The past several years have seen a pronounced emphasis on data and its potential for helping organizations function more effectively. From Amazon Redshift, a petabyte-scale data warehouse service in the cloud, to sexy predictive analytics solutions, data has moved to the front burner.
Organizations are able to capture everything their systems are producing, and enterprises are devoting huge budgets to collecting and storing data using a multitude of Big Data tools. The infrastructure spend is enormous. From web search click data to phone logs, people are capturing a massive amount of information.
Along with the explosion in data, a new C-level role has emerged–the chief data officer, or CDO.Gartner estimates that more than 100 CDOs currently work in mainly the financial services and government sector, while executive search firm Russell Reynolds predicts 50% of Fortune 500 companies will have a chief digital officer in place by 2015.
The CDO is focused on collection, storage, and management of data–and those in this role have laid the groundwork for a new era of discovery. However, the true value to the organization isn’t in the infrastructure. At Looker, we believe data is only strategic if it’s analyzed, understood, and actionable throughout the enterprise, so the value in all that data can be realized. We predict the CDO will evolve into a broader role: the chief analytics officer, or CAO.
The CAO aspires to help organizations leverage Big Data infrastructure, by designing curated experiences for the entire organization that map data in ways that inform business choices, and moving the power of data into the hands of business decision makers. In short, the CAO is about creating real business value through data analytics and promoting the company’s data-driven culture. At Looker, we believe that within five years, the CAO will be one of the most strategic roles in any organization.
A qualified CAO has a solid grounding in overall business goals. A CAO brings together a well-rounded economics perspective, statistical expertise, computer science proficiency, and a passion for data-driven decision making. Much more than a data analyst or data scientist, the CAO considers the business as a whole, striving for the optimal balance among operational metrics. The CAO’s contribution should be measured with a clear return on investment, along with actionable insights and operational improvements.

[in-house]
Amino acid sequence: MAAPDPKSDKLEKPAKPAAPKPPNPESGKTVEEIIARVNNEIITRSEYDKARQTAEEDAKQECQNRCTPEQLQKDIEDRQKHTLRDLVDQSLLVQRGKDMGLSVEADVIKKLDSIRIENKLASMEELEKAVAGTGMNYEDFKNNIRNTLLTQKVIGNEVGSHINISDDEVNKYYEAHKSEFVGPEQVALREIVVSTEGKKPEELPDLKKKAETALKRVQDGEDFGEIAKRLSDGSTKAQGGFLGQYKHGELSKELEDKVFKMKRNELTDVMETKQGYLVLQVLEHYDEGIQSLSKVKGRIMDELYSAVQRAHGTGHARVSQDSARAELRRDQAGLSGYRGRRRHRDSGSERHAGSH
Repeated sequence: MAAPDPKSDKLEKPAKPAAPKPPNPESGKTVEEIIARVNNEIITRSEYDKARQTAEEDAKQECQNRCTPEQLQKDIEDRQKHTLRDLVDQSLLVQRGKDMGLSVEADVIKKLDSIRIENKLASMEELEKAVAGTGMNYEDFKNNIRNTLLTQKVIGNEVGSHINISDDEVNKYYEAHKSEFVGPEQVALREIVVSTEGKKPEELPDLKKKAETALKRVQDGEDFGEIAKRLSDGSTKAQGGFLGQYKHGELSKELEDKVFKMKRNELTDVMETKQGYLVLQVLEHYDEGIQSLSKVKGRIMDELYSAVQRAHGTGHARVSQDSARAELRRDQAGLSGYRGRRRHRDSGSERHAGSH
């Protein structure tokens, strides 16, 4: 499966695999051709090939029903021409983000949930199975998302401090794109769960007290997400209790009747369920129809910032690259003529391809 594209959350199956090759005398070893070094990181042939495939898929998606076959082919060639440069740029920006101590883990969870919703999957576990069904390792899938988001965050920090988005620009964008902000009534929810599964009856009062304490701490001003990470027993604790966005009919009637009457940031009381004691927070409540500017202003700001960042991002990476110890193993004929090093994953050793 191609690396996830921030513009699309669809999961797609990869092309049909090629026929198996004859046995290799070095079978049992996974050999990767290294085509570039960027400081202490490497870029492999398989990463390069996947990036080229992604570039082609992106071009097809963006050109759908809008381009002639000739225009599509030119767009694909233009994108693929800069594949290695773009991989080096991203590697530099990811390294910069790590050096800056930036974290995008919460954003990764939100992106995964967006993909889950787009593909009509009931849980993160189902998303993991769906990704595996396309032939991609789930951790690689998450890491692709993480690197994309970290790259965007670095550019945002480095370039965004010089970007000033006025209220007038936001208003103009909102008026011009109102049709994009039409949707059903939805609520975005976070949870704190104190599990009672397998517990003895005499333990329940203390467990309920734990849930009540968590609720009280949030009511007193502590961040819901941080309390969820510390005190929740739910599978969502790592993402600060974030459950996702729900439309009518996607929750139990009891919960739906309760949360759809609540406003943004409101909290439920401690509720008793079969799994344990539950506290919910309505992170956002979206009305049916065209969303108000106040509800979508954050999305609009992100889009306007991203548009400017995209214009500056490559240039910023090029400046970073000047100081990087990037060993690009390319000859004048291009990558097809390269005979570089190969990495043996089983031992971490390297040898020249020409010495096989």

Big Data is only useful if they’re curated with focus and expertise. The CAO oversees the development of analytic metrics that establish a consistent, coherent approach to data throughout the organization and that tie analytics into all enterprise functions. As a business changes and as new types of data become available, the CAO evolves the data ecosystem to sync with business developments.
The CAO fundamentally promotes user curiosity, guiding a provisioning strategy so that data is accessible by the people who need it–in all its glorious detail and at the precise moment of decision.
It’s the CAO’s job to know:
- What kinds of data are available–or could be available
- How the data may interrelate
- How to analyze data for best business impact
- Who in the organization needs to have their hands on the data
At the same time, the CAO needs to make sure individuals understand–through training, mentoring, and the selection of well-designed, self-service tools–how to work with data skillfully.
Getting data directly into the hands of the business user has a great side benefit–it frees the data people to work on more important discoveries. It allows them to dig deeper, glean insights, find problems, identify causes, and forecast trends. The CAO makes sure that data specialists are liberated from mundane queries and reporting, creating a cadre of super-smart individuals who know the company’s data inside and out.
With data analytics models and processes in place, the CAO can move the company to the next level, by creating a culture that’s driven by curiosity, deep investigation, and collaboration around data. As opportunities or problems arise, a curiosity-driven culture looks to analytics to inform the response, so that every important decision is backed by solid data that’s clearly represented and consistently understood.
The next few years promise to be incredibly enlightening. CDOs have created the sophisticated infrastructure to harness data. It’s now time for CAOs to build out the last mile–getting this data into the hands of business users and creating economic value. The evolution from CDO to CAO signifies the shift from simply collecting data to using data to drive businesses in entirely new ways.
—Frank Bien is the CEO of Looker.